Friday, October 2, 2009

NANO Conflict

I'm definitely planning to take a break from the daily grind, and I guess I see NANO as an opportunity to practice your writing and hone your plotting and plodding skills.

By the end of the month, I usually think about that part from Blue Castle (LM Montgomery) when the guy went on a trip for the first time in his marriage to the main character (I haven't read the book in ages, so I'm drawing a blank on the names atm). When he came back and saw the houselights burning and the chimney smoking, and his wife waiting for him, he felt a surge of emotion from the revelation that he was HOME and she (Valancy! I remembered ONE of the character's names, too lazy to hunt through my book stacks for the one little paperback. His name started with a T, I think) was a huge part of that. I don't know if he discovered that he loved her yet (it was a marriage of pity on his side, she thought she was going to die and proposed to the guy she loved, making sure he knew that she wasn't going to live longer than a few months anyway and it would be one last lark before she dropped dead from an aneurysm). He didn't mentally acknowledge his love for her until much later when she almost got hit by a train.


My point here is that taking a month off to suffer through the angsts of working on an all new strange and often problematically annoying plot gives me enough time away to fully appreciate how clear and fully set up the old WIPS (that have already been through multiple drafts and revisions) are.

In more basic terms - it's like slipping on my old comfy shoes after wearing brand new heels all day at work.


All summer, I knew exactly what I was going to write for NANO. It's a super secret idea that I came up with last year when joking around with friends. I still want to do it, but now I'm wondering if I should broaden the plot a little bit. Give myself room to emote over some of the stuff that I'm going through in real life. Or I can do the OTHER thing instead.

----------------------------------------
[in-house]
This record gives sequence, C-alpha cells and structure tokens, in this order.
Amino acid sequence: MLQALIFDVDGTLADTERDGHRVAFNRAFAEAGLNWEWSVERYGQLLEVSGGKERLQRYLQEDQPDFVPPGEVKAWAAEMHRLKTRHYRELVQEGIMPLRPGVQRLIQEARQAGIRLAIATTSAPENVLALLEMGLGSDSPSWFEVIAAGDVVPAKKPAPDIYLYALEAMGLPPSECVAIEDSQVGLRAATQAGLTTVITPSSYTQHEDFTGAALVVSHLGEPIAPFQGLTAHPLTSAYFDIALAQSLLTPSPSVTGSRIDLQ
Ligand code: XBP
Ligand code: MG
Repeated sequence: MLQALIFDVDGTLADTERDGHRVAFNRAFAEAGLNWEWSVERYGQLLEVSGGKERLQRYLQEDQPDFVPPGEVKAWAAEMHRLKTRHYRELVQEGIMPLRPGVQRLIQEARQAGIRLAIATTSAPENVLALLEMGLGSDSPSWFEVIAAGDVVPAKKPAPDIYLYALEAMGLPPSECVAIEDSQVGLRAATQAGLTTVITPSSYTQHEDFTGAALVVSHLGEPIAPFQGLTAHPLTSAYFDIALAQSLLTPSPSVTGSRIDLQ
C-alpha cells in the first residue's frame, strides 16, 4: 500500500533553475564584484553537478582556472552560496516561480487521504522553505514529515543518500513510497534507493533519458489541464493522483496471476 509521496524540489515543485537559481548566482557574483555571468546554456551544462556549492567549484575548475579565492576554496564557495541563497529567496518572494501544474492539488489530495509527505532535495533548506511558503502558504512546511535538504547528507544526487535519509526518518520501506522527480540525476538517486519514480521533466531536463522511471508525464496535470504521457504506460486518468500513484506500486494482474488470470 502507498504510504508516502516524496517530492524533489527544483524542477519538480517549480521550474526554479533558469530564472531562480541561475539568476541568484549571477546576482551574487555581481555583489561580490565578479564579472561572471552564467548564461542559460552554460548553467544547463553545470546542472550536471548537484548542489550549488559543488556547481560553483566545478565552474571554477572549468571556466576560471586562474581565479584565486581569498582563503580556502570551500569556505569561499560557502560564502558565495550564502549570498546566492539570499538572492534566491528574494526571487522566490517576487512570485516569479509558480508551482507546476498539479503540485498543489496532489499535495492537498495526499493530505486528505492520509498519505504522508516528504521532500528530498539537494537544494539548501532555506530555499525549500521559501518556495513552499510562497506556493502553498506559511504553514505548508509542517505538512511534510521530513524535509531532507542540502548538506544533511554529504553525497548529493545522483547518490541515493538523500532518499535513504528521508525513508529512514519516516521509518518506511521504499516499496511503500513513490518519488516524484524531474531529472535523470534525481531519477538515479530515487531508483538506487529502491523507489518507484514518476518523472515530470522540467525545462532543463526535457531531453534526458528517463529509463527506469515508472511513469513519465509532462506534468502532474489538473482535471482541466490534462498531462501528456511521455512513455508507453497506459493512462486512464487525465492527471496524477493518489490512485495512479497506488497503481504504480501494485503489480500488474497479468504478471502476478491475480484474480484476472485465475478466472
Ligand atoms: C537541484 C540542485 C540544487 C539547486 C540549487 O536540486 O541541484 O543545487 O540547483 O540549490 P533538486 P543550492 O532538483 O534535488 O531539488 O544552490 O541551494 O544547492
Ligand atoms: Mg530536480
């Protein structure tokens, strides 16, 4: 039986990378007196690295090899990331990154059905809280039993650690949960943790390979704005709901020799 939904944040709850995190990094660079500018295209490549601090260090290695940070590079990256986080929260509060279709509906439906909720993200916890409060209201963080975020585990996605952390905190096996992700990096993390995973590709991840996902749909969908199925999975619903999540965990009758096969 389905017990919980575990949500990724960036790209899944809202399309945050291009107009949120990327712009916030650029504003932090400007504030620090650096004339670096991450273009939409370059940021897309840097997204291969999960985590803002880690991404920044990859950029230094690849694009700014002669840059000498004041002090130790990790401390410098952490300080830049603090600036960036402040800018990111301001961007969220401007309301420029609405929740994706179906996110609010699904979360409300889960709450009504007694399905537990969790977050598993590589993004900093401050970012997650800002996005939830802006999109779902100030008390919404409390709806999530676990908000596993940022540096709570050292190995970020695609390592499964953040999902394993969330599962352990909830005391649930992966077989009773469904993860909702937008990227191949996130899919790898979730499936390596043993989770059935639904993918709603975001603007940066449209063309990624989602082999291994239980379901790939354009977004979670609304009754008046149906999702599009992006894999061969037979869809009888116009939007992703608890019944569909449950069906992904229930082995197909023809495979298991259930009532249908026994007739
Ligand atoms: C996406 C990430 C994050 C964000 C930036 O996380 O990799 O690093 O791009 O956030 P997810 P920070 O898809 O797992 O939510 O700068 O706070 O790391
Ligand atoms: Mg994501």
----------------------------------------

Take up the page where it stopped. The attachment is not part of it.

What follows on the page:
The other thing is a contemporary coming of age story, as seen through the eyes of a pained older sister, who sees her life getting turned into a Jane Austin novel, but without the heroes swooping in to fix things. Something like - "In real life, Elizabeth would have had to do a bit more to help save her sister besides sitting next to the mail box waiting for letters from her aunt."

The conflict comes in at the point that I'm REALLY having a hard time trying to take my 'Jane Austin Novel, for Realz' idea and turning it into an urban fantasy. Unless I go the newfangled version of Sense and Sensibility route and turn an important character into a sea monster (I still feel sorry for poor Col Brandon).

Going with the new idea alone - I basically wasted all of the secretive NANO research and brainstorming I did earlier in the year. And I still want to work on that super secret project dang it!

The main reason why I want to work on the other novel right now is because my emotions on the matter are still close to the surface and would aid in the writing. It would be good therapy too - especially since as an author, I am in full control of the outcome of the situation.

Is a puzzlement...

*sighs thinking about happier days and launches into a random confession*

As kids, we loved playing out movies we watched - which fortunately were just musicals like the King and I and Sound of Music. My oldest sister would always play the King, because she had Yul Brenner's facial expressions down pat. She solved the baldness problem by wrapping a towel around her head and hiding away her long thick hair.

My baby sister and brother played *all* of the Siamese children. And they did a fairly good job. Was hilarious.

Back to NANO this is going to be my third year. Two wins so far.

Writing 50,000 words = easy.

Writing 50,000 words that make sense = er???

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